As of the writing of this report, some 29 million people around the world are confirmed to have suffered from COVID-19. This includes some 25,000 people of concern to UNHCR— that is, refugees and other forcibly displaced and stateless persons in 98 countries, of whom 247 have died. In addition, some 280 UNHCR staff have fallen ill, of whom five have lost their lives. Countless others are suffering from the socio-economic impact of the pandemic, none more so than the millions of forcibly displaced whose lives often depend on employment in the informal sector.
In line with UNHCR’s emergency policy, the High Commissioner declared a global level-2 emergency on 25 March 2020, while the IASC “System-wide scale-up protocols adapted to respond to the COVID-19 pandemic” were endorsed on 17 April 2020. The IASC Scale-Up declaration allowed for a coordinated humanitarian response, while UNHCR’s level-2 emergency declaration allowed it to scale up and adapt its life-saving protection and assistance activities across all regions, prepare and respond to the pandemic across operations worldwide in a coordinated manner, and address the needs of the most vulnerable in close collaboration with governments, partners and people of concern.
Those efforts have had success, where 9.34 million refugees and internally displaced in 151 countries have accessed protection services and over 3.9 million refugees have accessed health services. In many operations,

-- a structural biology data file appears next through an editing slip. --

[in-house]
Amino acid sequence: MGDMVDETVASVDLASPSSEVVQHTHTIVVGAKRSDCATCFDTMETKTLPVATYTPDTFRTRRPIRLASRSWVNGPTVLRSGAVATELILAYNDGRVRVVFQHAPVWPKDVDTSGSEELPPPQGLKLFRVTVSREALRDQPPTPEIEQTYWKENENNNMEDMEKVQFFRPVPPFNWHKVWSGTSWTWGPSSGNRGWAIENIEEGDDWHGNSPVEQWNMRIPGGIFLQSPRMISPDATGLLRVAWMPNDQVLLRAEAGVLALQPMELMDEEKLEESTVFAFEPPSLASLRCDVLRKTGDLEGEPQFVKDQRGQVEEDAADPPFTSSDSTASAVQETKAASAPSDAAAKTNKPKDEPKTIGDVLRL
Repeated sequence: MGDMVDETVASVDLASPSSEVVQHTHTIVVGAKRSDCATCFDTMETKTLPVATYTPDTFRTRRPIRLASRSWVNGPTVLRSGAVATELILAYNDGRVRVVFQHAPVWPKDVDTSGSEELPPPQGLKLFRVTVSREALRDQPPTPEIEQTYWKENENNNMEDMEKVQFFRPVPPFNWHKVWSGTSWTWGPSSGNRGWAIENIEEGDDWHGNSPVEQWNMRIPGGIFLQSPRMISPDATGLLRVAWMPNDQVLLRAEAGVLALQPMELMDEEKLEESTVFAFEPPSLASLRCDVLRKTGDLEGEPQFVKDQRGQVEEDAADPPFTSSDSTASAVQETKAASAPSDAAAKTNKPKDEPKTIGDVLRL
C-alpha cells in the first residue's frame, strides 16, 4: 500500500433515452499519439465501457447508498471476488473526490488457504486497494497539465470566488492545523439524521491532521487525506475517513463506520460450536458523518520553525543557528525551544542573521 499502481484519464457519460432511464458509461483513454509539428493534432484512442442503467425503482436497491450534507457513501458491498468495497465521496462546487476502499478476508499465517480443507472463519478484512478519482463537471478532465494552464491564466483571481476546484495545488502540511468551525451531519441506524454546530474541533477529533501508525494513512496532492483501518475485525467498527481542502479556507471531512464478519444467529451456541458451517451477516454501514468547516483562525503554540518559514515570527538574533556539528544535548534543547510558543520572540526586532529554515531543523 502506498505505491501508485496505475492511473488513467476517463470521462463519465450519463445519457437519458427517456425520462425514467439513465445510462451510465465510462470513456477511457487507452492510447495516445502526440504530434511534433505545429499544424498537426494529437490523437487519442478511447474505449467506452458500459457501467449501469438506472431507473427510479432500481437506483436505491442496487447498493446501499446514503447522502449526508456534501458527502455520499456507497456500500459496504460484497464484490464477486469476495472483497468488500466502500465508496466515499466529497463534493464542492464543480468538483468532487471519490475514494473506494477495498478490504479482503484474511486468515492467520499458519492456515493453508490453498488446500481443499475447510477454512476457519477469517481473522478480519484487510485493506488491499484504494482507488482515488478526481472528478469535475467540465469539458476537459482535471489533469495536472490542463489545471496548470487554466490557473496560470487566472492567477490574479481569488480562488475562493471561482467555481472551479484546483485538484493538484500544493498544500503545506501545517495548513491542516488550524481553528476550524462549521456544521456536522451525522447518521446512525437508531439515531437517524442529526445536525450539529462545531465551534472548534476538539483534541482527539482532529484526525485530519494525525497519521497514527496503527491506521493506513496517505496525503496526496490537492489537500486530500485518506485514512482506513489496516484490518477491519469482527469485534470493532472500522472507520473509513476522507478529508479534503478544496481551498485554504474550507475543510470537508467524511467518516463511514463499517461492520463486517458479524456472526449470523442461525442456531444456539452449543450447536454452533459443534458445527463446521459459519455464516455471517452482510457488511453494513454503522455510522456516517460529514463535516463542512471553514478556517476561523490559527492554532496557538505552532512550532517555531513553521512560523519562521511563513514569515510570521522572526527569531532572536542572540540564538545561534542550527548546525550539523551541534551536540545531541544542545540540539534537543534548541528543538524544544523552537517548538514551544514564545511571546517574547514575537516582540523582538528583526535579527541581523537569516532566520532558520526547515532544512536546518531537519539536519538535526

COVID-19 transmission rates amongst people of concern remain similar or lower than among host communities, a testament to the strength of UNHCR’s risk communication and public health response. Millions of articles of essential equipment such as PPE have been procured, received as in-kind support, shipped and distributed. Cash has proven essential in the response, with $338 million distributed in total.
However, challenges remain. Testing and tracing remains elusive in the many remote areas in which UNHCR operates. While countries have made tremendous efforts to maintain national education programmes through radio, online and on television, including for refugees and internally displaced people, millions of children and youth are out of school due to mandatory school closures, with dramatic long-term consequences, particularly for girls.
In the early days of the pandemic, faced with extraordinary needs, UNHCR reprioritized and reallocated resources to meet the immediate needs of refugees and IDPs. As the crisis progressed, and the scale of additional needs became clearer and were articulated in the Global Humanitarian Response Plan, UNHCR did everything possible to mobilize resources from its donors—both governmental and private—who responded with generous support, including providing $161.2 million in softly earmarked funding. While the scale of global humanitarian needs grew to over $10 billion, UNHCR made deliberate efforts to ensure its appeals remained focused on the most immediate needs of people of concern and of the people who host them, supported through activities which the Office and its network of partners could reasonably undertake.
While UNHCR remained modest in its assessment of needs, it nevertheless continues to suffer a shortfall in funding for its COVID-19 response, amounting to $283 million or 38% of the $745 million required to meet identified needs.
With COVID-19 still a threat to health systems and populations across the world, and with its socio-economic impacts felt heavily by the most vulnerable in society, including refugees and other displaced people, UNHCR continues to call on its donors—both institutional and private—to show solidarity and support those most in need.